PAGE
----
Cobb Tuning looked at our slightly funky ECU (see previous blog post), did a collective shrug ("Weird, we've never seen that before."), and reflashed it back to its initial state. Then when the ECU came back I realized that my AccessPort was still "married" to the ECU in its previous state -- so I couldn't use the AccessPort until THAT was also reflashed. Anyway, a couple of weeks and several postal shipments later, the electronics were all ready to go, and we strapped the car to the dyno on a very hot and humid July day. Initial results were promising, but I was having some trouble making the car reach my desired boost level. I realized that the newest Subaru ECUs have several temperature compensation tables related to boost levels.
Basically, after the intake temperature exceeds 104 degrees F, the boost targets and duty cycles are all reduced, and the hotter the intake temps get, the lower the boost targets get. According to my logs the ambient temperature at the dyno was 102 F, and the intake temperature on our car was exceeding 135 degrees F -- that would explain why the car was seeking 19 psi instead of 21 psi. The only way I could keep tuning at my target boost levels was to zero out all the temperature-triggered safety features, but I felt it best to leave those in place. I decided to continue the tuning process in the morning when the ambient temperature was below 102.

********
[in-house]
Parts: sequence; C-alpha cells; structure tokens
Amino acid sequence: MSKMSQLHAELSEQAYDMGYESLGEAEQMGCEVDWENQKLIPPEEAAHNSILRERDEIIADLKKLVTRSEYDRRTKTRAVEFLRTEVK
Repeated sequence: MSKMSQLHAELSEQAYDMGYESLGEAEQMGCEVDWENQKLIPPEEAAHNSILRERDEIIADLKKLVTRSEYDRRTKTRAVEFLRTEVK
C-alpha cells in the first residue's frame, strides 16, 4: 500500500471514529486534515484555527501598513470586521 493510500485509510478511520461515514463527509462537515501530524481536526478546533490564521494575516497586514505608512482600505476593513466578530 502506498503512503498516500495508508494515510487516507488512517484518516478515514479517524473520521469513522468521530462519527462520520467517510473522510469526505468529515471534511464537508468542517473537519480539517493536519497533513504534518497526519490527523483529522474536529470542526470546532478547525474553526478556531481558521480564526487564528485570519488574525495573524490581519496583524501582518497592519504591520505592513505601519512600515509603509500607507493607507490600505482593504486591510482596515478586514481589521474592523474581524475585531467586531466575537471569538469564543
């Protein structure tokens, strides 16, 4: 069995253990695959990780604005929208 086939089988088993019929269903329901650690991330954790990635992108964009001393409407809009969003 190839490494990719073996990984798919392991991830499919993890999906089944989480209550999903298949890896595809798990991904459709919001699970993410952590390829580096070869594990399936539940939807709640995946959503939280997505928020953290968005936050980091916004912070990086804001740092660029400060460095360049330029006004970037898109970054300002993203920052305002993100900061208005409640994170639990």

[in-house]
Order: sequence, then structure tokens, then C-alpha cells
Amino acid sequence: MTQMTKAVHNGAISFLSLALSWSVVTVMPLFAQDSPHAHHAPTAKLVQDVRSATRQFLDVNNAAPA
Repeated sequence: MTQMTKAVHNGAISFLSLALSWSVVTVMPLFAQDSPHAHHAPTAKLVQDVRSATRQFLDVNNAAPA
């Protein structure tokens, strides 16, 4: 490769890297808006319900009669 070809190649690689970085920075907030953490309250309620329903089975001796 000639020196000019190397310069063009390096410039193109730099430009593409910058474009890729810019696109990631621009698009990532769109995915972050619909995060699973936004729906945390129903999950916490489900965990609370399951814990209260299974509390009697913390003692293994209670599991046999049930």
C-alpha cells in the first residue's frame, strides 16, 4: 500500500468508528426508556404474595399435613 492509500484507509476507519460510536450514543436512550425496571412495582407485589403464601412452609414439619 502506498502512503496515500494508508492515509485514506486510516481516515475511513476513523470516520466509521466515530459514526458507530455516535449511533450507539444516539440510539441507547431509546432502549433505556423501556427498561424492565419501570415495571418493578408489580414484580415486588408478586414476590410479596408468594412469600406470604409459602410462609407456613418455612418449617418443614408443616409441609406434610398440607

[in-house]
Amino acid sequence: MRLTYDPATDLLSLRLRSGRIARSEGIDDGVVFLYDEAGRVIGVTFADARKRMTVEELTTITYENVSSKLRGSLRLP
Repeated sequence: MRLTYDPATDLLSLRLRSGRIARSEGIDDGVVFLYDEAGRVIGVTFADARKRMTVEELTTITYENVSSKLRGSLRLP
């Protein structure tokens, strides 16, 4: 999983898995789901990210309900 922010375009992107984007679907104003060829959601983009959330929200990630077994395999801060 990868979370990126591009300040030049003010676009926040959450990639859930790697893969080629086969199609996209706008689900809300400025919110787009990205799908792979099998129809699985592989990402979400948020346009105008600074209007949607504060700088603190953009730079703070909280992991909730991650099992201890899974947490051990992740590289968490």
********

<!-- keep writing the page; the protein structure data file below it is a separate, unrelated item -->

Here are my initial results from the first half of the tuning process. Since the turbo is larger than stock, there is some spool penalty -- note how the red power line is above the blue line between 2600 and around 3500. But where the stock turbo is reaching its peak torque, the larger Tomei turbo is just getting started, and the torque and power exceed the stock numbers from that point on.
Once the air temps are cooler and I can depend on the car making the boost pressures I specify, I'll get back to work -- I hope to be able to show some additional power on my next update.